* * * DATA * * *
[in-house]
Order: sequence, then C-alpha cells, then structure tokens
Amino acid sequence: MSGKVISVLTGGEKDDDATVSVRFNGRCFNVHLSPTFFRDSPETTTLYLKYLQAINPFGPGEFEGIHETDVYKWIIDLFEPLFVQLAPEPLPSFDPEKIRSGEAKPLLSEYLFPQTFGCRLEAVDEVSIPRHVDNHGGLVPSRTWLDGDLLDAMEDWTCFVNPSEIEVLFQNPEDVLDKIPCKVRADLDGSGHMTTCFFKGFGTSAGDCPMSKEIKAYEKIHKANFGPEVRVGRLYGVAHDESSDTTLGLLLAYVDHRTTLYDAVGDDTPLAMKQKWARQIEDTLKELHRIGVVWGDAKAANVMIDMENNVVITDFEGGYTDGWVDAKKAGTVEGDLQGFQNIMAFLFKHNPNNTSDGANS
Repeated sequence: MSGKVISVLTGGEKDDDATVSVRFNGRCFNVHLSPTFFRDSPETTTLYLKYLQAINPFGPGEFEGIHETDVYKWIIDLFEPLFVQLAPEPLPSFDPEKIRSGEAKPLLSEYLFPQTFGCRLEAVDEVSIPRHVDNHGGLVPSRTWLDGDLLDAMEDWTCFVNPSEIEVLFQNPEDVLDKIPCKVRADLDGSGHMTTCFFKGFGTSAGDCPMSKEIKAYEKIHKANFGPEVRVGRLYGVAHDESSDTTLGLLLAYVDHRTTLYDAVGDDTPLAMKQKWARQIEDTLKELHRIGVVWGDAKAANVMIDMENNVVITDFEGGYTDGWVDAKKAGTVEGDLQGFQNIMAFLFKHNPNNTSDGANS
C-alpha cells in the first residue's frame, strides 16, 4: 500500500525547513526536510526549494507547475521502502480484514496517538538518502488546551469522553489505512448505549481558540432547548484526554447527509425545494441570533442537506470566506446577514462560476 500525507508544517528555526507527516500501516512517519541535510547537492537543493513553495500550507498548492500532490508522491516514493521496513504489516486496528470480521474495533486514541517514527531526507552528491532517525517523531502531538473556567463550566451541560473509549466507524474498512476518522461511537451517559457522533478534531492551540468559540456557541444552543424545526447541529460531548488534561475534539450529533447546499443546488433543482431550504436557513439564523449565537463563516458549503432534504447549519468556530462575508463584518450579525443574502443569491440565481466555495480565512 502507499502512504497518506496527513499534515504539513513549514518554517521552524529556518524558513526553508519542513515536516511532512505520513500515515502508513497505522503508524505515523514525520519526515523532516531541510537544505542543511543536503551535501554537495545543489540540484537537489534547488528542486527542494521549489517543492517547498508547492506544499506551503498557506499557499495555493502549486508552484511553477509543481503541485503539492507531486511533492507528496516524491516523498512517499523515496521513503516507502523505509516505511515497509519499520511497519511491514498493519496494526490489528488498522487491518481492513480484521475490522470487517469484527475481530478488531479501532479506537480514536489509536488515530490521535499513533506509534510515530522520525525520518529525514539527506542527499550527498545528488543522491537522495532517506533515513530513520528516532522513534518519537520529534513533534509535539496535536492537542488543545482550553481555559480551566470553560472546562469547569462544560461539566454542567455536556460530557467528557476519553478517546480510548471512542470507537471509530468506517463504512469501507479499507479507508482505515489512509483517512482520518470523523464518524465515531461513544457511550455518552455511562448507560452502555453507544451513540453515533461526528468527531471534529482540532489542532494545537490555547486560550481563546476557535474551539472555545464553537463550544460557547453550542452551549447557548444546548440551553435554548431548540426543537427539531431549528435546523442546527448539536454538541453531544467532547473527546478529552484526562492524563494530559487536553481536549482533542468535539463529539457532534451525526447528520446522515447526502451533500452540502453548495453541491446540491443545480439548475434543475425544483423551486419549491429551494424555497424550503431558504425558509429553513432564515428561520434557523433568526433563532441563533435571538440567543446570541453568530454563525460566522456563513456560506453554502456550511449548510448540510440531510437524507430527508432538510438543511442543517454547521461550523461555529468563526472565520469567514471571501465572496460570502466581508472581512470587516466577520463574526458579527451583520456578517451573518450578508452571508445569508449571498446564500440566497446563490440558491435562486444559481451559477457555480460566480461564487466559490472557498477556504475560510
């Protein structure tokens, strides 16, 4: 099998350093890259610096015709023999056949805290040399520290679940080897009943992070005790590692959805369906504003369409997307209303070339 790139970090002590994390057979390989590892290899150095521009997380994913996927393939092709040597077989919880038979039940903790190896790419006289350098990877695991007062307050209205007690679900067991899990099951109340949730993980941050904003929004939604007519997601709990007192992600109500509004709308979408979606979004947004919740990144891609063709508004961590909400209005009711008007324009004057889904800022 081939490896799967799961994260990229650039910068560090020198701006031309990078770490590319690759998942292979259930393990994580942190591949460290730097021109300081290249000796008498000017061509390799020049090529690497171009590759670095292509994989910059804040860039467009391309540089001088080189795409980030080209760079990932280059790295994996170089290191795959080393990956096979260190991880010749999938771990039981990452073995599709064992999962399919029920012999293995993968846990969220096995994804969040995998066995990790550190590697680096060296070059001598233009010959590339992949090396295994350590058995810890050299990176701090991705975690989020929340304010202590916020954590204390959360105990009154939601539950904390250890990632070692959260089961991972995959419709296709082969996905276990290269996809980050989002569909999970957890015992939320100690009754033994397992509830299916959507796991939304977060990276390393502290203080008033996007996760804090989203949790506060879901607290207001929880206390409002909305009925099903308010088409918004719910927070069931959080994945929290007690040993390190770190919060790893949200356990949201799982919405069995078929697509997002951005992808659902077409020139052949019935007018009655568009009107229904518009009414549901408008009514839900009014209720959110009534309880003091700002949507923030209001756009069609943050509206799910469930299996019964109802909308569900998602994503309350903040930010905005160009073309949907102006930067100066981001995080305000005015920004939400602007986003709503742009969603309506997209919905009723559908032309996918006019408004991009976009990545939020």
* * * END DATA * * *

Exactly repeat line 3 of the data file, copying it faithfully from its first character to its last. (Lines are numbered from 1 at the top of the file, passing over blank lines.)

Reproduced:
Amino acid sequence: MSGKVISVLTGGEKDDDATVSVRFNGRCFNVHLSPTFFRDSPETTTLYLKYLQAINPFGPGEFEGIHETDVYKWIIDLFEPLFVQLAPEPLPSFDPEKIRSGEAKPLLSEYLFPQTFGCRLEAVDEVSIPRHVDNHGGLVPSRTWLDGDLLDAMEDWTCFVNPSEIEVLFQNPEDVLDKIPCKVRADLDGSGHMTTCFFKGFGTSAGDCPMSKEIKAYEKIHKANFGPEVRVGRLYGVAHDESSDTTLGLLLAYVDHRTTLYDAVGDDTPLAMKQKWARQIEDTLKELHRIGVVWGDAKAANVMIDMENNVVITDFEGGYTDGWVDAKKAGTVEGDLQGFQNIMAFLFKHNPNNTSDGANS